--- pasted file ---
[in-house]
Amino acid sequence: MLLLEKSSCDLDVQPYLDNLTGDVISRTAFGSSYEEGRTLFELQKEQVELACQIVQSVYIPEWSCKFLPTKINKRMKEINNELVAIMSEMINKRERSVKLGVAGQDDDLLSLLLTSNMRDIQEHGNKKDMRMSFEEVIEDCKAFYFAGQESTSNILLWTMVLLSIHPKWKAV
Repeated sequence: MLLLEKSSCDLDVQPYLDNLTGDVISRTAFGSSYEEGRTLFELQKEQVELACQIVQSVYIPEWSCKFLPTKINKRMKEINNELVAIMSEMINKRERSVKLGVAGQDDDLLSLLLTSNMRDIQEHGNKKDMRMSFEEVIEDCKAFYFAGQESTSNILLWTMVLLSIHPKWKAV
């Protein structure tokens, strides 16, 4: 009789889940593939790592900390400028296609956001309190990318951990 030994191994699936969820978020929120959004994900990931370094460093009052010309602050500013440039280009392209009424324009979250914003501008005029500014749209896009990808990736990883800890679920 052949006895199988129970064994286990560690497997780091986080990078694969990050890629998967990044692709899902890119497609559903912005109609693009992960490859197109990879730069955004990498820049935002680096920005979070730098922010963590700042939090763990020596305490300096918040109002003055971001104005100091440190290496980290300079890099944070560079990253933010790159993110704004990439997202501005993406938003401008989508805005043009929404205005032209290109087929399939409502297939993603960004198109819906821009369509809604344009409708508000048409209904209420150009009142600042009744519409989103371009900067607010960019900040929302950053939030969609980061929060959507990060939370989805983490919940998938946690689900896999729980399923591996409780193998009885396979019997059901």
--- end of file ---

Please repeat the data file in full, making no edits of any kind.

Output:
[in-house]
Amino acid sequence: MLLLEKSSCDLDVQPYLDNLTGDVISRTAFGSSYEEGRTLFELQKEQVELACQIVQSVYIPEWSCKFLPTKINKRMKEINNELVAIMSEMINKRERSVKLGVAGQDDDLLSLLLTSNMRDIQEHGNKKDMRMSFEEVIEDCKAFYFAGQESTSNILLWTMVLLSIHPKWKAV
Repeated sequence: MLLLEKSSCDLDVQPYLDNLTGDVISRTAFGSSYEEGRTLFELQKEQVELACQIVQSVYIPEWSCKFLPTKINKRMKEINNELVAIMSEMINKRERSVKLGVAGQDDDLLSLLLTSNMRDIQEHGNKKDMRMSFEEVIEDCKAFYFAGQESTSNILLWTMVLLSIHPKWKAV
């Protein structure tokens, strides 16, 4: 009789889940593939790592900390400028296609956001309190990318951990 030994191994699936969820978020929120959004994900990931370094460093009052010309602050500013440039280009392209009424324009979250914003501008005029500014749209896009990808990736990883800890679920 052949006895199988129970064994286990560690497997780091986080990078694969990050890629998967990044692709899902890119497609559903912005109609693009992960490859197109990879730069955004990498820049935002680096920005979070730098922010963590700042939090763990020596305490300096918040109002003055971001104005100091440190290496980290300079890099944070560079990253933010790159993110704004990439997202501005993406938003401008989508805005043009929404205005032209290109087929399939409502297939993603960004198109819906821009369509809604344009409708508000048409209904209420150009009142600042009744519409989103371009900067607010960019900040929302950053939030969609980061929060959507990060939370989805983490919940998938946690689900896999729980399923591996409780193998009885396979019997059901």